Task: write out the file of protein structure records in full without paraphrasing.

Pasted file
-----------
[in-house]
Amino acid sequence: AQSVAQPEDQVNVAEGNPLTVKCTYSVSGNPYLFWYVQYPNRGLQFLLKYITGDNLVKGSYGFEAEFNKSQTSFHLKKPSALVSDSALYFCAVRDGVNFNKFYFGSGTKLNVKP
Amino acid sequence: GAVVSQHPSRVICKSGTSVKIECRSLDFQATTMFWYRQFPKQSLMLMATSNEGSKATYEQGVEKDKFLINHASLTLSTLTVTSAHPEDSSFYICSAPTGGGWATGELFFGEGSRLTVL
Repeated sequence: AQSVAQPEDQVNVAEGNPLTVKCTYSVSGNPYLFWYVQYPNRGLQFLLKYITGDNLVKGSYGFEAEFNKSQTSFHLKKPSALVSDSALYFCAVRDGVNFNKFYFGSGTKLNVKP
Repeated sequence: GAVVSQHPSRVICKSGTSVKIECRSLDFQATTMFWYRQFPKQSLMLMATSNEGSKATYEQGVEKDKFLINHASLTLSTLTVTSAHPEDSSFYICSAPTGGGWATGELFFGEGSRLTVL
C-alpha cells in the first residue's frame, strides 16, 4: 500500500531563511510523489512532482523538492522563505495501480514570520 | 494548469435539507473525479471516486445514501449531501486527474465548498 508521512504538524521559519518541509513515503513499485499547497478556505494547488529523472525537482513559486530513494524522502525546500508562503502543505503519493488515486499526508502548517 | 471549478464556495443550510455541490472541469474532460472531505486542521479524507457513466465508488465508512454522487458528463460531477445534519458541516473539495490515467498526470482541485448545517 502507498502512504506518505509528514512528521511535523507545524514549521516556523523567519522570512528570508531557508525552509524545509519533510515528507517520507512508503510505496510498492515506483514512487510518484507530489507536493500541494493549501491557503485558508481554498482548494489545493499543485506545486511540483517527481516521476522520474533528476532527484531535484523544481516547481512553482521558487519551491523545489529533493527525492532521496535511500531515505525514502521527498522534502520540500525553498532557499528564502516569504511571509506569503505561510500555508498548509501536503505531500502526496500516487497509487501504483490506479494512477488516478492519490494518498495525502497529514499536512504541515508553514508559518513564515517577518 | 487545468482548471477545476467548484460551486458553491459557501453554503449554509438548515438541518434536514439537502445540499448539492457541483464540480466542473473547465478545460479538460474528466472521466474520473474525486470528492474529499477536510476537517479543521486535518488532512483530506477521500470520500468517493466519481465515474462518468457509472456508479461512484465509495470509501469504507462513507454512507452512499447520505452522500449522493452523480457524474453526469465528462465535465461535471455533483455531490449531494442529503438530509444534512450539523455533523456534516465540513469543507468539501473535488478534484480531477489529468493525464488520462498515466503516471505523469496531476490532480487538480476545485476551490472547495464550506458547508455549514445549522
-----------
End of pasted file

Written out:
[in-house]
Amino acid sequence: AQSVAQPEDQVNVAEGNPLTVKCTYSVSGNPYLFWYVQYPNRGLQFLLKYITGDNLVKGSYGFEAEFNKSQTSFHLKKPSALVSDSALYFCAVRDGVNFNKFYFGSGTKLNVKP
Amino acid sequence: GAVVSQHPSRVICKSGTSVKIECRSLDFQATTMFWYRQFPKQSLMLMATSNEGSKATYEQGVEKDKFLINHASLTLSTLTVTSAHPEDSSFYICSAPTGGGWATGELFFGEGSRLTVL
Repeated sequence: AQSVAQPEDQVNVAEGNPLTVKCTYSVSGNPYLFWYVQYPNRGLQFLLKYITGDNLVKGSYGFEAEFNKSQTSFHLKKPSALVSDSALYFCAVRDGVNFNKFYFGSGTKLNVKP
Repeated sequence: GAVVSQHPSRVICKSGTSVKIECRSLDFQATTMFWYRQFPKQSLMLMATSNEGSKATYEQGVEKDKFLINHASLTLSTLTVTSAHPEDSSFYICSAPTGGGWATGELFFGEGSRLTVL
C-alpha cells in the first residue's frame, strides 16, 4: 500500500531563511510523489512532482523538492522563505495501480514570520 | 494548469435539507473525479471516486445514501449531501486527474465548498 508521512504538524521559519518541509513515503513499485499547497478556505494547488529523472525537482513559486530513494524522502525546500508562503502543505503519493488515486499526508502548517 | 471549478464556495443550510455541490472541469474532460472531505486542521479524507457513466465508488465508512454522487458528463460531477445534519458541516473539495490515467498526470482541485448545517 502507498502512504506518505509528514512528521511535523507545524514549521516556523523567519522570512528570508531557508525552509524545509519533510515528507517520507512508503510505496510498492515506483514512487510518484507530489507536493500541494493549501491557503485558508481554498482548494489545493499543485506545486511540483517527481516521476522520474533528476532527484531535484523544481516547481512553482521558487519551491523545489529533493527525492532521496535511500531515505525514502521527498522534502520540500525553498532557499528564502516569504511571509506569503505561510500555508498548509501536503505531500502526496500516487497509487501504483490506479494512477488516478492519490494518498495525502497529514499536512504541515508553514508559518513564515517577518 | 487545468482548471477545476467548484460551486458553491459557501453554503449554509438548515438541518434536514439537502445540499448539492457541483464540480466542473473547465478545460479538460474528466472521466474520473474525486470528492474529499477536510476537517479543521486535518488532512483530506477521500470520500468517493466519481465515474462518468457509472456508479461512484465509495470509501469504507462513507454512507452512499447520505452522500449522493452523480457524474453526469465528462465535465461535471455533483455531490449531494442529503438530509444534512450539523455533523456534516465540513469543507468539501473535488478534484480531477489529468493525464488520462498515466503516471505523469496531476490532480487538480476545485476551490472547495464550506458547508455549514445549522